- - Sunday, January 6, 2019


Nowadays recessions occur when policymakers do or say dumb things — the economy no longer has an internal clock akin to the changing of the seasons. Sadly, Fed Chairman Jerome Powell’s mishandling of monetary policy and the president’s tweets and other fits may be enough to send the economy tumbling.

Though I now support the construction of a border wall — it’s the only way to keep unauthorized visitors from setting foot on U.S. soil, applying for asylum and then slipping into the general population — President Trump doesn’t have the votes in Congress. His tweets and pointless government shutdowns offer financial markets the picture of an unstable and fitful leader.

All presidents have issues with the Federal Reserve — higher interest rates make wage gains and votes tougher to get — but other presidents made the most of their concerns known through private meetings. If anything, Mr. Trump’s public pressure compelled Mr. Powell to dig in his heels and deliver a December interest rate increase that financial markets made clear was badly conceived.

Similarly, the president’s inability to thoughtfully counter the liberal media’s constant drum beat that the tax cuts have the economy on a sugar high and his tariffs are harmful create the worst possible karma.

Sadly, all of this takes the spotlight off the incompetence at the Fed.

The economy can’t sustain the nearly 4 percent growth accomplished during the middle two quarters of last year. To do so would require annual labor productivity advances greater than 3 percent per year, and I have a better chance of playing shortstop for the Yankees.

With most of the unemployment in labor markets mopped up, growth is slowing to about 2.5 percent to 3 percent. This requires the right business spending — more aggressive application of artificial intelligence and increased spending on training for less-skilled workers and those with redundant skills or frivolous degrees in Peace Studies and Etruscan Art. So far, businesses have been doing those things.

It’s happening in places like Amazon warehouses and at Square Inc. — the folks who make those white gadgets that plug into smartphones to swipe credit cards — to deliver socks and small business loans more effectively and with fewer workers than Target and J.P. Morgan.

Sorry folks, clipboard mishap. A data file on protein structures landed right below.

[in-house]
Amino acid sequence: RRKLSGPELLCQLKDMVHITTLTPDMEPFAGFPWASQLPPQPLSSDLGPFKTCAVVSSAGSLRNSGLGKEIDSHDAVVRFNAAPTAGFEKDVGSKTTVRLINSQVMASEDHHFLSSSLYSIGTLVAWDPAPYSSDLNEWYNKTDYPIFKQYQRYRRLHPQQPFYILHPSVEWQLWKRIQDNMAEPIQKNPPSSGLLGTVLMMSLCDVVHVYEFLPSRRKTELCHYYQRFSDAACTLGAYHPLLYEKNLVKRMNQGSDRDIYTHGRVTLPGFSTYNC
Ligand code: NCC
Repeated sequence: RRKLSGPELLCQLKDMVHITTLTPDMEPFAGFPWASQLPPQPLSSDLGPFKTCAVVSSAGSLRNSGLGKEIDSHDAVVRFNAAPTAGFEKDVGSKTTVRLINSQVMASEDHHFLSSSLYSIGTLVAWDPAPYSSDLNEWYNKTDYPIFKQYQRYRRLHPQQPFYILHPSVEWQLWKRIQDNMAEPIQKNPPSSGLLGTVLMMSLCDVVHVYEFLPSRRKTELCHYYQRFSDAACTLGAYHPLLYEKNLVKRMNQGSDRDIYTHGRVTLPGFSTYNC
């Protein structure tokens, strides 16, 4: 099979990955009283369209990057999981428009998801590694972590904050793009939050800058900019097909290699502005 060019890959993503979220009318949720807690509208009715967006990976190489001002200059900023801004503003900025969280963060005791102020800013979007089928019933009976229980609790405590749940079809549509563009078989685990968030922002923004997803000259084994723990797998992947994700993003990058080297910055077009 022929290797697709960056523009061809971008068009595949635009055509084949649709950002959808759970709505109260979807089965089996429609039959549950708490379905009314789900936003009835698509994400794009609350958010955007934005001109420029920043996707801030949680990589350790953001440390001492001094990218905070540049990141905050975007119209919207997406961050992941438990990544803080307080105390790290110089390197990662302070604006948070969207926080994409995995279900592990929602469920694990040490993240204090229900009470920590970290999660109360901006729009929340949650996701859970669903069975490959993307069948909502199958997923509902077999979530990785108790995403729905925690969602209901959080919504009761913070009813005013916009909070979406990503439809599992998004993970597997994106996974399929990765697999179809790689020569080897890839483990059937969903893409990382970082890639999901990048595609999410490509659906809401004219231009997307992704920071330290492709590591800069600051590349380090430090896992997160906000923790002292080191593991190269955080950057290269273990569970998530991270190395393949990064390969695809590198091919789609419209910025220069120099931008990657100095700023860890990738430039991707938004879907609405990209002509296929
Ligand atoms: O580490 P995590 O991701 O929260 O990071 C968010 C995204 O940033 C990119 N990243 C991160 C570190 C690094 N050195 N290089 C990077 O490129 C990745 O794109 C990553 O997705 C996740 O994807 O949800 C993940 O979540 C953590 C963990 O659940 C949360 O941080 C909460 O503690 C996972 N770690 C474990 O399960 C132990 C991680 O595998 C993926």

Still, the Fed economist remains fixated on the Phillips Curve, which says inflation should be rising now when it’s not, and the Fed must continue to push up interest rates into next year and other measures to tighten credit.

On the morning of Dec. 19, stocks were rallying. Then the Fed statement announced a quarter-point increase in the federal funds rate, it would likely raise that rate two more times this year and ultimately take it still higher. Stock prices immediately gave back the gains of the first few hours.

Later that day, Mr. Powell appeared not to know his own mind or much about economics. He indicated that the federal funds rate was already near its desired level, yet he let the policymaking committee issue the above noted statement.

Moreover, the Fed is selling off its portfolio of mortgage-backed securities, accumulated in the wake of the financial crisis to suppress mortgage rates and add liquidity to markets. At his afternoon press conference, Mr. Powell indicated that now relinquishing that portfolio had no consequences for financial market turbulence.

That’s the reasoning of sophomores —— the appellation derives from Greek words for wise and fool. How can adding liquidity affect financial markets positively when the Fed is buying mortgage-backed securities but not affect markets negatively when it is selling those?

I must have missed something during my education in economics that is taught at law school, where Mr. Powell got his training.

On his utterances, stocks tanked the afternoon of Dec. 19. If the market ever issued a vote of no-confidence to a Fed chairman that was it.

Most economists do not predict a recession anytime soon but observing this specter, nearly 50 percent of corporate finance chiefs see one beginning by the end of this year. CFOs are the folks — not my learned colleagues plying chalk to blackboard — who will evaluate the efficacy of pursuing new investment projects versus scaling back on business spending and hiring.

Tax cuts and deregulation have worked wonders for the Trump economy so far, but blunderbuss and incompetence are often more powerful than all the good intentions of mankind.

• Peter Morici is an economist and business professor at the University of Maryland, and a national columnist.

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